Sunday, July 22, 2012

Africa - July 15 & 16

Togo rain was incredible this morning! We woke up to a very bad rainfall! Because the amount of people who drive to church in Togo is very minimal, church was cancelled due to people not being able to make it. Our team decided to have the church service in Daniels home. The 9 of us as well as Daniel and his crew of Christian friends/family...we went ahead and did our own service! What an fantastically spiritual service! We even took communion with bread and wine (crystal light.)
The pot holes in the streets are filled and Rachel and I had the pleasure of having our bedroom flood! We cleaned up everything really quickly but I must have had an unlucky moment because pretty much everything I brought was soaked! 4 fans and 8 hours later I was able to pack everything up for the trip home. We said goodbye to all the women and children (i cried) and Roger and Leah (they are headed to Ghana and Niger.) The Togo airport was quite the experience but everything went well and we headed for Paris! Once we arrived here we said our goodbyes to Niki and Kristina, who were catching a direct flight to Cincinnati. Thank goodness I was able to sleep a little on that flight because as I'm typing this I have officially been traveling for almost 36 hours with little to no sleep after that cat nap. The 8 hour flight from Paris to New York went really well and I was able to finish the book I started called Redeeming Love (Thanks Angie, it was awesome!). Arriving in New York was exciting because Rachel, Rebekah and myself decided to venture into Times Square. We took a train into the city and then walked 8 blocks so we could see all the excitement! Even though we only had an hour and a half it was totally worth it!
The second half of the trip did not go as well. As Rachel and I got back to the airport our flight to Seattle was delayed, so we decided to get Starbucks for the flight back. Right as we were heading back to our gate the door was closing...we had missed the flight. We bagged and pleated with the lady to let us in but they had overbooked the flight and only 1 seat was available. Rachel and I decided that it would be better if she went because she had a friend and her parents waiting for her at the airport. So, the emotional roller coaster of an evening began. I was able to get on 4 different stand by lists to make it home to Seattle before my connecting flight to Wenatchee. God is good because not only did I get on the first flight direct to Seatac, but I sat next to a Christian women who wanted to know all about my trip! Head wind made us arrive at the airport early and I was able to hustle through the airport in time to make my connection! Short trip back to Wenatchee...and I am home! Amazing trip, amazing friends...God is GOOD! "Faith is being sure of what we hope for and certain of what we do not see." Hebrews 11:1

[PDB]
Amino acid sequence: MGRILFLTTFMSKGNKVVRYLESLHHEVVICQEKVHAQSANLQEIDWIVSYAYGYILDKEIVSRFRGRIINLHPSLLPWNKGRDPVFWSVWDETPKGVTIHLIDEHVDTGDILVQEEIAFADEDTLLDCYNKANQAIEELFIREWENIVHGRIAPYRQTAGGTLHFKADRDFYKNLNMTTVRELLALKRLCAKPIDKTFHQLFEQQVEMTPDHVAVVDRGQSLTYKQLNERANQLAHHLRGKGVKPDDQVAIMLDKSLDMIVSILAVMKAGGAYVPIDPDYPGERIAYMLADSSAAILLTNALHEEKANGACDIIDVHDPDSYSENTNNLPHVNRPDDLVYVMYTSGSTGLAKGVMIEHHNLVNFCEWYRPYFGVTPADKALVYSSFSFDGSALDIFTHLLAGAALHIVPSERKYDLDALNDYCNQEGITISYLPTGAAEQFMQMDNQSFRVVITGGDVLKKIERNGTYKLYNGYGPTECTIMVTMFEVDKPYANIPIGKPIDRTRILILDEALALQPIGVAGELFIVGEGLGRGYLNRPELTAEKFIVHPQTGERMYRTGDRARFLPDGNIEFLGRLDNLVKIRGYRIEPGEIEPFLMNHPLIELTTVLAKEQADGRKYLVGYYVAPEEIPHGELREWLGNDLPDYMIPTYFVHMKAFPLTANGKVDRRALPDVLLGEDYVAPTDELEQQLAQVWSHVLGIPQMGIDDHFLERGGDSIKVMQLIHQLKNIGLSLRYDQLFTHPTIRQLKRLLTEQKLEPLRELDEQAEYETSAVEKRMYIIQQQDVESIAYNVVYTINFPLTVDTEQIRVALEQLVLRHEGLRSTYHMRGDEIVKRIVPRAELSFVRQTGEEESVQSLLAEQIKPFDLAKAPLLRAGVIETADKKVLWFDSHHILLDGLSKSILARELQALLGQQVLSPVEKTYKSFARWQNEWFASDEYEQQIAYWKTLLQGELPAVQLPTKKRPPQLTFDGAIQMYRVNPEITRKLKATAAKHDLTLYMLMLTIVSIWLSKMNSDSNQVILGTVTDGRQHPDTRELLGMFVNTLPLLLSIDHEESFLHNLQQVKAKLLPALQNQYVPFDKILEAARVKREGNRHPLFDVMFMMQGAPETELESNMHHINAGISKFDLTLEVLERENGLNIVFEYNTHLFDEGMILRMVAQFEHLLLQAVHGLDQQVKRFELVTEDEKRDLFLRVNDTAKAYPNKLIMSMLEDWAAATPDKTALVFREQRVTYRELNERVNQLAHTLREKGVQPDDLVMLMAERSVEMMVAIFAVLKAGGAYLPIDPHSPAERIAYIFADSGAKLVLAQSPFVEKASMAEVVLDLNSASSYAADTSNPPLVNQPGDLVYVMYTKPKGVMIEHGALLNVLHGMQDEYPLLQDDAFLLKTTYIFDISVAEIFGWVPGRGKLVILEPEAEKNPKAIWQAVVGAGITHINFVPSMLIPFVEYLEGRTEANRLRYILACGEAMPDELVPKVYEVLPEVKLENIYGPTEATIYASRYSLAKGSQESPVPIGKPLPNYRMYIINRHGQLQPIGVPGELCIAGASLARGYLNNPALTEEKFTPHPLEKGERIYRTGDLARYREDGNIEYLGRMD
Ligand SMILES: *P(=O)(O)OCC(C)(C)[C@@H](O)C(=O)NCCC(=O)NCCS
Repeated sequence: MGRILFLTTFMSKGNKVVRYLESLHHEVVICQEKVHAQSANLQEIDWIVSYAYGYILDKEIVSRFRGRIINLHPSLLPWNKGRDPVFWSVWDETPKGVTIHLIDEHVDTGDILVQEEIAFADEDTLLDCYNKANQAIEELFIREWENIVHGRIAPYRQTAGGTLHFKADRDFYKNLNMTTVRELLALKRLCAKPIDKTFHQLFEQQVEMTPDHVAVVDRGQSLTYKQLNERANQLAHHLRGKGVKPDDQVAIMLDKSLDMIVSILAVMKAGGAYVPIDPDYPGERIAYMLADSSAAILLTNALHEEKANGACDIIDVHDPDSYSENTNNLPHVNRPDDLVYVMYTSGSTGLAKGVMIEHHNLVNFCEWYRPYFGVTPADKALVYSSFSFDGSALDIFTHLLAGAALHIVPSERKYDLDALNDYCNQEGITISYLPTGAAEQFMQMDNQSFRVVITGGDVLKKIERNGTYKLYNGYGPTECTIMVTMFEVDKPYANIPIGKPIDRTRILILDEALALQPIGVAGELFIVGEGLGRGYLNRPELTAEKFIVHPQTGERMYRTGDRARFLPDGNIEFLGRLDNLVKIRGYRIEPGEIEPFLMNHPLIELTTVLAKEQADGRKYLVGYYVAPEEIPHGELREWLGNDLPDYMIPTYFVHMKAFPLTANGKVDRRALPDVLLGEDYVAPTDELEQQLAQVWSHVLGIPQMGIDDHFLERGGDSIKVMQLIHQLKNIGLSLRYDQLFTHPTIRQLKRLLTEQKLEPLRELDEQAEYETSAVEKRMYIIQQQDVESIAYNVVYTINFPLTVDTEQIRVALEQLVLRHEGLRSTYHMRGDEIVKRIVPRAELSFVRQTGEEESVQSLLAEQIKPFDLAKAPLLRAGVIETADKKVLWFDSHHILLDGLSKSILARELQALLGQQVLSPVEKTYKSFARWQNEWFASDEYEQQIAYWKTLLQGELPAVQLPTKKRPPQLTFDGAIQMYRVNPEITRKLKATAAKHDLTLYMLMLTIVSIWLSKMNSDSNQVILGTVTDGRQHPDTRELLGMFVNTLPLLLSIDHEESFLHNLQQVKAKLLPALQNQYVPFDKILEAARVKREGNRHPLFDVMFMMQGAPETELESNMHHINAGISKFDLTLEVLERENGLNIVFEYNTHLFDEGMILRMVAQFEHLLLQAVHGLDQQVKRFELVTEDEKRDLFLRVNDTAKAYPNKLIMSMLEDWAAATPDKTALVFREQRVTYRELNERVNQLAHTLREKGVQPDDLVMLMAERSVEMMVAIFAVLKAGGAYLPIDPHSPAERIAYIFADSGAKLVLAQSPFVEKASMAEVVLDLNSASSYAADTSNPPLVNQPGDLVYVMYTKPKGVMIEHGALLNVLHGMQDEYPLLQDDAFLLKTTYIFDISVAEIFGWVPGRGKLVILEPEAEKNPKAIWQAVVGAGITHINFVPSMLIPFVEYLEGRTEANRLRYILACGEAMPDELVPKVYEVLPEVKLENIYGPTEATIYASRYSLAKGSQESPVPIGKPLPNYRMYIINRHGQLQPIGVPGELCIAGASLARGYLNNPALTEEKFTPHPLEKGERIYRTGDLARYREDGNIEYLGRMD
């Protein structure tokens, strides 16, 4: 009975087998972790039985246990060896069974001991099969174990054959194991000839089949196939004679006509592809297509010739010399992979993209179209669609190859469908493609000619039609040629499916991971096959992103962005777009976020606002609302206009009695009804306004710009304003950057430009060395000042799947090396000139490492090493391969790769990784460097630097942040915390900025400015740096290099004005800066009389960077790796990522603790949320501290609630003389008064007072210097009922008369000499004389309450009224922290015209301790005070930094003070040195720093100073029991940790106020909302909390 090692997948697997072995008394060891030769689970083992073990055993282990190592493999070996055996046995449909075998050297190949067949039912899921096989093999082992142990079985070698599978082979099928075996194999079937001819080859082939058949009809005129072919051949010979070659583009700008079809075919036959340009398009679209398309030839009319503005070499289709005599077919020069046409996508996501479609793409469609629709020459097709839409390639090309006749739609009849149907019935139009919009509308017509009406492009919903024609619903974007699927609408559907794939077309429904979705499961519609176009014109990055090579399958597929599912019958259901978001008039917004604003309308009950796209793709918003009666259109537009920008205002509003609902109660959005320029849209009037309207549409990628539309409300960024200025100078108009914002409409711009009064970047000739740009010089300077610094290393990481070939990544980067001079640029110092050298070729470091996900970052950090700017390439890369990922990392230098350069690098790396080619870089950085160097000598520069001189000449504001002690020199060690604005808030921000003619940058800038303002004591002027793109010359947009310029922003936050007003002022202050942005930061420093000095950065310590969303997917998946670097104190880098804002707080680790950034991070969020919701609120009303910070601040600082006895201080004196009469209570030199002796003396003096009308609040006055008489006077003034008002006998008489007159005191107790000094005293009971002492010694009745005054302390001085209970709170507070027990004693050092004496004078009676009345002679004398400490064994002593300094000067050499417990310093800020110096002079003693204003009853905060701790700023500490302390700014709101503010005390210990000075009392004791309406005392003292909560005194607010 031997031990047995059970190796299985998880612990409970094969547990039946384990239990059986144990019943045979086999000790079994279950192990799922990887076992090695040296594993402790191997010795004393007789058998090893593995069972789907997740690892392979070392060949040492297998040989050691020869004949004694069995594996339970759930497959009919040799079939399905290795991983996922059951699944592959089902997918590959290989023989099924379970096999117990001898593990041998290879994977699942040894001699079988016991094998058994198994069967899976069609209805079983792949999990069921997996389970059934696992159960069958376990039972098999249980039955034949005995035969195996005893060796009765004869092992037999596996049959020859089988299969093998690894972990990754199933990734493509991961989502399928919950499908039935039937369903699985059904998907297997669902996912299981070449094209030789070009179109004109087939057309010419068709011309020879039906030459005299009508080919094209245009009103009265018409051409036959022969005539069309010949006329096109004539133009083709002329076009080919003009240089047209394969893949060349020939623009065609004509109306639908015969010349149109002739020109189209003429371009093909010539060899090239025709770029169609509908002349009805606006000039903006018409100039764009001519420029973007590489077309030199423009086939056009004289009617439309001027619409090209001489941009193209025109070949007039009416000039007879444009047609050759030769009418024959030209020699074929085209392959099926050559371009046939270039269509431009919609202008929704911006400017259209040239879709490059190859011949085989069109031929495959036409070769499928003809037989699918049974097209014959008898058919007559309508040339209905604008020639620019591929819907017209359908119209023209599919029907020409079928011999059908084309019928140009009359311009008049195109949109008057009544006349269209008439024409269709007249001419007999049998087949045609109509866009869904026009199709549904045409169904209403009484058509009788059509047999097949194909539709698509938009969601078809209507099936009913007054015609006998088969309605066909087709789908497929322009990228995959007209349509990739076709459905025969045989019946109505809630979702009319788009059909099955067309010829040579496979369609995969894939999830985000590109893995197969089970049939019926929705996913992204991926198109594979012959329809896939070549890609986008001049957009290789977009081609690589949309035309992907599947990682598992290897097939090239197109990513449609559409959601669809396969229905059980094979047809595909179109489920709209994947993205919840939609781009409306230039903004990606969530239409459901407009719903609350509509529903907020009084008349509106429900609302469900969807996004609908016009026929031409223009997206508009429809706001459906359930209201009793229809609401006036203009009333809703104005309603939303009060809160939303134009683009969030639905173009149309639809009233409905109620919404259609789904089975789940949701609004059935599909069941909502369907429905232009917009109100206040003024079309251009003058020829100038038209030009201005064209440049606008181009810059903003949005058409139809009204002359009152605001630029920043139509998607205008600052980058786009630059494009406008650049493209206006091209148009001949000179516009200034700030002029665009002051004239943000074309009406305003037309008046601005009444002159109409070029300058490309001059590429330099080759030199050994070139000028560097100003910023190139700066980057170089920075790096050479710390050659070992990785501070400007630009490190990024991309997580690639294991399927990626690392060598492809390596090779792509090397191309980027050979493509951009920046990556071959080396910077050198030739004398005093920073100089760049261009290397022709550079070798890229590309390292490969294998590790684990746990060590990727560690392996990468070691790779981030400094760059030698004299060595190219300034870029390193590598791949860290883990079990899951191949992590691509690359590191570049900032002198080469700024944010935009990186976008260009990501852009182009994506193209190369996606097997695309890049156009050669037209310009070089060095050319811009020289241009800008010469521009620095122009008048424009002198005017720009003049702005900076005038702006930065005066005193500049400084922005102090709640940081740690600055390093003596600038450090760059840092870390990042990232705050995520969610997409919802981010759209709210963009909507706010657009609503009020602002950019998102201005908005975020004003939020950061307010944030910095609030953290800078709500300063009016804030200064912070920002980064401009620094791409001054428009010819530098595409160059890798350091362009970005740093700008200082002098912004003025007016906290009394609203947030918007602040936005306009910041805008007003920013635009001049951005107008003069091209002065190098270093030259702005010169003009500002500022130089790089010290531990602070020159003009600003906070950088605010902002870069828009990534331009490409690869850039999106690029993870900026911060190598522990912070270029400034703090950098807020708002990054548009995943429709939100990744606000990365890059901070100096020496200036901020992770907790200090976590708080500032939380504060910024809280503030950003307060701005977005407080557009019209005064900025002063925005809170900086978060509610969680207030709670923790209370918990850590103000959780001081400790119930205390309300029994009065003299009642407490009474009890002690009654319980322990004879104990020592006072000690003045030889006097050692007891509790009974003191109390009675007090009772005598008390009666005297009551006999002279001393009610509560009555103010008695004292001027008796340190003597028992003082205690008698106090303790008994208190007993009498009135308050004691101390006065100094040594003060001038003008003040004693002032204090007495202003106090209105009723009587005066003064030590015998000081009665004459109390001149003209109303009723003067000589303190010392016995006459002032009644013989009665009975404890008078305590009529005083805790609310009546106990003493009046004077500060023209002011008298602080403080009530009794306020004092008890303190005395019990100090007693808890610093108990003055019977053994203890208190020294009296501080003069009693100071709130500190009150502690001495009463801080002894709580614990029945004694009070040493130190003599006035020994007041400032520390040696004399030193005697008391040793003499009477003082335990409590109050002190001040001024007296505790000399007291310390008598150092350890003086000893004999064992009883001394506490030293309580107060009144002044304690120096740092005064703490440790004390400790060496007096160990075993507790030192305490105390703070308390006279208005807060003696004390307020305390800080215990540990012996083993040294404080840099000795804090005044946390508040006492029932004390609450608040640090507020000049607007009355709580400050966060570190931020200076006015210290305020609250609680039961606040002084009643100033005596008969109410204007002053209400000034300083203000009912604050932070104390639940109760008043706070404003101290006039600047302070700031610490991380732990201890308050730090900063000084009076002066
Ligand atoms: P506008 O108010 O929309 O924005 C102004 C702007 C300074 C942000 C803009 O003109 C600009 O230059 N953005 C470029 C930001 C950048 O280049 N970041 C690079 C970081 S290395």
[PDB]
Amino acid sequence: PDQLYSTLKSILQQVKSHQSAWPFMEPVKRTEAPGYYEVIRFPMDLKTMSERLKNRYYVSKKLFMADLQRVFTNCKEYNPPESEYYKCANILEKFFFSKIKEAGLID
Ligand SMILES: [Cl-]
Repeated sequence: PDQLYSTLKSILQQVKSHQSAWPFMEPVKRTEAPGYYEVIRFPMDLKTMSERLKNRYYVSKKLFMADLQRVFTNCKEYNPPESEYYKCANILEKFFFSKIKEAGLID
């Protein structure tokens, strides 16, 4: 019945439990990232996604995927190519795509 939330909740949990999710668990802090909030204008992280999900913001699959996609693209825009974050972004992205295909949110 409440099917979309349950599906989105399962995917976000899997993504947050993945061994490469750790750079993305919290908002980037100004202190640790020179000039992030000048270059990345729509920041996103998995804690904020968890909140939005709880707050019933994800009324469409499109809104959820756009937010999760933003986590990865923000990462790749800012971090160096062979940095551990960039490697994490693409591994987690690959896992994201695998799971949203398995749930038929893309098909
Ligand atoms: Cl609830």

Africa - July 14

Our last full day in Togo was filled with nothing but excitement, smiles and endless amount of laughing! We got to venture to the white sandy beach at the Gulf of Guinea. We took off our shoes off and played in the water. We should have know that a large wave would come in and soak us to the waist...however, clearly we were too excited about the moment we were in to use our brains! :)
After the beach we headed into the "Grande Marché.". This was an adventure of a lifetime. Probably the most overwhelmed I've ever been before. Holding your purse to your body was necessary to prevent people from pick pocketing you. Niki in our group had a few men start tapping her on the shoulders and as she got distracted with that, someone so quickly was able to unzip her purse! Luckily she was able to react fast enough and smack the mans hand away! I was very cautious after that of everyone who was around me! As you walk from vendor to vendor, you see everything you could think of: shoes, fabrics, clothing, handcrafted wood items, whole skinned goats for eating (minus the heads), produce, live chickens and much more!
The African sales people were ruthless! They would not stop at no for an answer and were trying to get you to buy something or they wouldn't leave you alone! Even if you didnt have money or said no, they wouldn't leave you alone. Most of them learned English so they are able to talk to foreigners. I was so relieved when the barely running taxi cab came to drive us back to Daniel's house. It's amazing how safe and relieved I felt when we got home. This home even though its nothing like Wenatchee has become comfortable so fast! This evening as a group we were able to put together all the gifts that we got for the friends we made down here. We did a small thank you ceremony for the women and it made me cry! I am so thankful for the women in this house...not only did they serve us food, wash our clothes and clean up after us...they made us feel so welcome and become our friends!